Keep your pet safe from poisons in the Garden

Estimated reading time: 4 minutes

dog-1362730_640-1-300x213 Keep your pet safe from poisons in the Garden

Many species of flowers and plants around the garden could cause your pet to become ill. Some may only cause a mild stomach upset, while others are dangerously poisonous. Dogs are naturally curious creatures, and although they probably wouldn’t bother with a shrub that has been in your garden for years, if they find a bulb or an acorn, you can bet that they will have it as a plaything or eaten within a matter of seconds.

Pet owners should avoid growing many plant varieties, with fairly common types such as Dahlias, Marigolds and Geraniums topping the list. Eating can bring health problems such as stomach upset and drooling to the more severe conditions that damage the liver, kidneys and nervous system—instead, plant Busy Lizzies, Gerberas, Fuchsia and Sunflowers.

Some plant varieties you must try and avoid if you are a pet owner are:


Usually grow in prime dog-walking locations, yet they need to be avoided. Symptoms, if eaten, include lack of coordination and vomiting.


How can this beautiful plant be so dangerous to our pets? The petals and leaves of the plant harbour cyanogenic glycosides, otherwise known as cyanide. If chewed by our pets, symptoms can appear in as little as 20 minutes, with depression, diarrhoea and vomiting.


It’s not only the bulbs we need to be wary of; if daffodil flowers are eaten, your dog may become ill. Symptoms include changes in heart rate, fits, collapse or appearing wobbly or sleepy. Read our article on Daffodils


The stems and leaves of the tomato plant are lethal to dogs if consumed, yet the ripe tomato fruit itself shouldn’t cause any problems. Look for slow heart rate, difficulty breathing, weakness and stomach upset.

Onions, chives, leeks and garlic

It can all be toxic if chewed and eaten. These vegetables can all cause gastrointestinal upset and anaemia.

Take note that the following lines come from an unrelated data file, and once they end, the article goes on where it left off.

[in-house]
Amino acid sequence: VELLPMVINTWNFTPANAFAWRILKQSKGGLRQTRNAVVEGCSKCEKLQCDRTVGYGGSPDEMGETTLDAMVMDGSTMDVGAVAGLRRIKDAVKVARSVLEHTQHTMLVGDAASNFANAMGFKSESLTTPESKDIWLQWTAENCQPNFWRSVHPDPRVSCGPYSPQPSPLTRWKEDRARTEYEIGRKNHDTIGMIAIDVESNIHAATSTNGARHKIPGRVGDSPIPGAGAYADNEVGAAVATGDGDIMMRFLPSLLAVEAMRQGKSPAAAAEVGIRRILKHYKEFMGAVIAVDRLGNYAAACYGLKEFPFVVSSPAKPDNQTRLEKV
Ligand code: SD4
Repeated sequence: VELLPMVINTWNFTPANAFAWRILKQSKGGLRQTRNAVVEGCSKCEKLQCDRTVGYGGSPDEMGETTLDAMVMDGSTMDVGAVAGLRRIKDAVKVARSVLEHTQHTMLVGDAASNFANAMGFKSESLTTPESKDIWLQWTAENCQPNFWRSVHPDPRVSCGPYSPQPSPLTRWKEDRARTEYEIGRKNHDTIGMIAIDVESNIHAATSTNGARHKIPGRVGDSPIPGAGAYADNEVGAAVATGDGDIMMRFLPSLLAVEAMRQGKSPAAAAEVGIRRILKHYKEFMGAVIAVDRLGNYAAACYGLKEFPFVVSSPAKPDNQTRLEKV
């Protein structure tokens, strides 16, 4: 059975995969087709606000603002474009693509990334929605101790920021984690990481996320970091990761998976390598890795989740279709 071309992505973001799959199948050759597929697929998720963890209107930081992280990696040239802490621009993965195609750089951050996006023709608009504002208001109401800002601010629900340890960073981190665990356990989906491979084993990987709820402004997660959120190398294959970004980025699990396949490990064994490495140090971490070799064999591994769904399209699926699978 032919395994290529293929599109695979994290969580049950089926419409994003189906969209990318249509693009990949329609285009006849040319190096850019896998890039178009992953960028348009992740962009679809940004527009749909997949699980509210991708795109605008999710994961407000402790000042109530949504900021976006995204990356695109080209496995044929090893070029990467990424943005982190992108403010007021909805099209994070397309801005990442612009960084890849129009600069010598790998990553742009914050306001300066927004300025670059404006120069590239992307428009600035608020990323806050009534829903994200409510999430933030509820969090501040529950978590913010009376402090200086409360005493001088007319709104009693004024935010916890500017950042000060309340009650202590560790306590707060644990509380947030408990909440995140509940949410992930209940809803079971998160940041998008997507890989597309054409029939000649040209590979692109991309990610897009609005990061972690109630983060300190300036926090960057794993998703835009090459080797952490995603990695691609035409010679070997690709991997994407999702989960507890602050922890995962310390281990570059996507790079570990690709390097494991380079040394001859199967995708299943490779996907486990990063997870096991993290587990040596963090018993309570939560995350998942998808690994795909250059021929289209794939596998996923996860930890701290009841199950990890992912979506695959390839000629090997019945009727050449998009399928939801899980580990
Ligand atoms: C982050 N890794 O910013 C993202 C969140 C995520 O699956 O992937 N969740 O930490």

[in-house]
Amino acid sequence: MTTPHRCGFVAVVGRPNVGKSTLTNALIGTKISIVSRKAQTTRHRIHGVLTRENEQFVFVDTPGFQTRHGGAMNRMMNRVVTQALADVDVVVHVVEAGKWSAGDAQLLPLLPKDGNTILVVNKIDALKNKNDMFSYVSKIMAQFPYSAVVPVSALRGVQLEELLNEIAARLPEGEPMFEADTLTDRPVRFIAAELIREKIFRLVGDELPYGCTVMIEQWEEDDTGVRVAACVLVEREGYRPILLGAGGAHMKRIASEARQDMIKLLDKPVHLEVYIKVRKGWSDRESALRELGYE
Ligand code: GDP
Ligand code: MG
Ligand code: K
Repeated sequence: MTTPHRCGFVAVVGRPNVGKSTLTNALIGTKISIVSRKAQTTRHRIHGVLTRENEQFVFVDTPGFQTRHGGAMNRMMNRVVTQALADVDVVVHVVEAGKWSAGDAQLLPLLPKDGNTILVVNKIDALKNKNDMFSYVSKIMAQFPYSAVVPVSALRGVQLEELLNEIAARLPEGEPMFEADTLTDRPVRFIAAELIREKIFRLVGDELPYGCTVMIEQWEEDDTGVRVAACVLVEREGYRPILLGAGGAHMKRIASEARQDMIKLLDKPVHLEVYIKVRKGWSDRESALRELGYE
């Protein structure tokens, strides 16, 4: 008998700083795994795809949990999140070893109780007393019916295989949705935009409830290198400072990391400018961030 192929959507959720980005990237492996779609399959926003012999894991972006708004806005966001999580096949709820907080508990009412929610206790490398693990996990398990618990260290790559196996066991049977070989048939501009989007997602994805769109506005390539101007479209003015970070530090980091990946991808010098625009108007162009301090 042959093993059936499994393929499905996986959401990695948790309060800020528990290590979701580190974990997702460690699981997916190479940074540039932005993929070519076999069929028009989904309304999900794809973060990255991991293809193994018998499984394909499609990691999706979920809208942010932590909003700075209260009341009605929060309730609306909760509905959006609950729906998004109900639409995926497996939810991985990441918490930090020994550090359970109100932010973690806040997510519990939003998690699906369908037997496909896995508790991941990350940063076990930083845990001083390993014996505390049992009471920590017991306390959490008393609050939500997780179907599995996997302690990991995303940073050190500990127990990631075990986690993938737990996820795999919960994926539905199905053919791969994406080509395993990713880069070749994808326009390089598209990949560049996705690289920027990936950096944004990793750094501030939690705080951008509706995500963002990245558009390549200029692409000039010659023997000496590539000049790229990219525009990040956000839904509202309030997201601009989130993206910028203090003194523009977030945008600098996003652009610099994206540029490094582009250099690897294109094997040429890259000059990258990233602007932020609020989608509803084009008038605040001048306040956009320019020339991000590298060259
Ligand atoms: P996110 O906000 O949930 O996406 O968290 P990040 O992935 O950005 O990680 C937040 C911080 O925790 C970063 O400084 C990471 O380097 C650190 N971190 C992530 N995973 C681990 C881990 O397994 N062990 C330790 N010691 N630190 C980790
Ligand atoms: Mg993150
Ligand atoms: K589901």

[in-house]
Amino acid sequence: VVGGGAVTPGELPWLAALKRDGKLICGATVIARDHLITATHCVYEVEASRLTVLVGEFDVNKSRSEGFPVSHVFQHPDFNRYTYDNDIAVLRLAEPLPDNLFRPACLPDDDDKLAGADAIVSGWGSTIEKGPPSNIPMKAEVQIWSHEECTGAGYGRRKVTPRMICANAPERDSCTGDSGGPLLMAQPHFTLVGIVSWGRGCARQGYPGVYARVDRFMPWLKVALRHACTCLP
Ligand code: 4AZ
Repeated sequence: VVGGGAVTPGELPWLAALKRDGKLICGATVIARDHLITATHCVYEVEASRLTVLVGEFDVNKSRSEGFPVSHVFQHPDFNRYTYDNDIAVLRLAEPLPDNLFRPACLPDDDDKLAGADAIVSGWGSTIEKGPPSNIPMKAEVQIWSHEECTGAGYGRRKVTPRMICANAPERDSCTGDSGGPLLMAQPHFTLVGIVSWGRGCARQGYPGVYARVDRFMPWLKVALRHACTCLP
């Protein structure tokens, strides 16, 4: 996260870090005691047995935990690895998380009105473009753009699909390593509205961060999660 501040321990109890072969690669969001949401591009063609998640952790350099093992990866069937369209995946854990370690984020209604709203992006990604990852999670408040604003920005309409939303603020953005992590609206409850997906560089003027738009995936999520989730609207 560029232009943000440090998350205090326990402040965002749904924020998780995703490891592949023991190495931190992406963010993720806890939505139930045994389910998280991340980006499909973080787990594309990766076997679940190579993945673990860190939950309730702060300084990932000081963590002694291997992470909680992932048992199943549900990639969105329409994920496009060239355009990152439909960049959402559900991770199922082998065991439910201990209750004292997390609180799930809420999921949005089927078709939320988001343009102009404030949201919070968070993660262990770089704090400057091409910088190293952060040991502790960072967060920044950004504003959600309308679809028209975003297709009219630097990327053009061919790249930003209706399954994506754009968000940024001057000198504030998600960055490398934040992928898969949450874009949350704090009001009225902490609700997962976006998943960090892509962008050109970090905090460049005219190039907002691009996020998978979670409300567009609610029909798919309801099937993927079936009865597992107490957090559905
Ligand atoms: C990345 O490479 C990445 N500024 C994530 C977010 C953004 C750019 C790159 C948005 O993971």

Although not many of us will grow mushrooms in the garden, on our dog walks, it’s quite common to come across fungi, and while some species are edible, others are very toxic. If poisonous varieties are eaten, symptoms may arise within ten minutes, vomit or blood in the stools, fits or hallucinations. If possible, take a sample of the affecting mushroom along to the Vet’s to help them to identify the species and treat your dog accordingly.

Other garden items that could potentially poison or cause illness to your pet are:

  • Conkers and Acorns
  • Foxgloves
  • Stones from cherries, plums etc., if eaten in quantities
  • Freshwater Algae, found in garden ponds
  • Compost heap that your dog will love to dig around in but could contain mouldy food products, onion peelings, avocado stones, raisins or grapes, all of which are potentially toxic to your pet
  • Fertilisers in most gardens contain poisonous ingredients such as pesticides, herbicides, zinc, iron, potassium, phosphorous and nitrogen. If you treat your lawn with a fertiliser product, keep your pets away until dry and safe to walk on.
  • Slug pellets are very appealing to dogs, yet some are high in toxins. Containing the chemical metaldehyde, your dog can develop symptoms such as fits, twitching and tremors that can continue for several days.

It’s not always easy to supervise your dog while in the garden, but you can protect them and help to keep them healthy by knowing and understanding which are the most toxic trees and plants and, where possible creating a dog-friendly garden. If you think your pet has eaten any poisonous plants, vegetables, flowers, or other poisonous items, contact your Vet immediately and take a sample of the plant or plant label for easy identification.

You may also be interested in our article on Dog Poisoning and winter garden tips for dog owners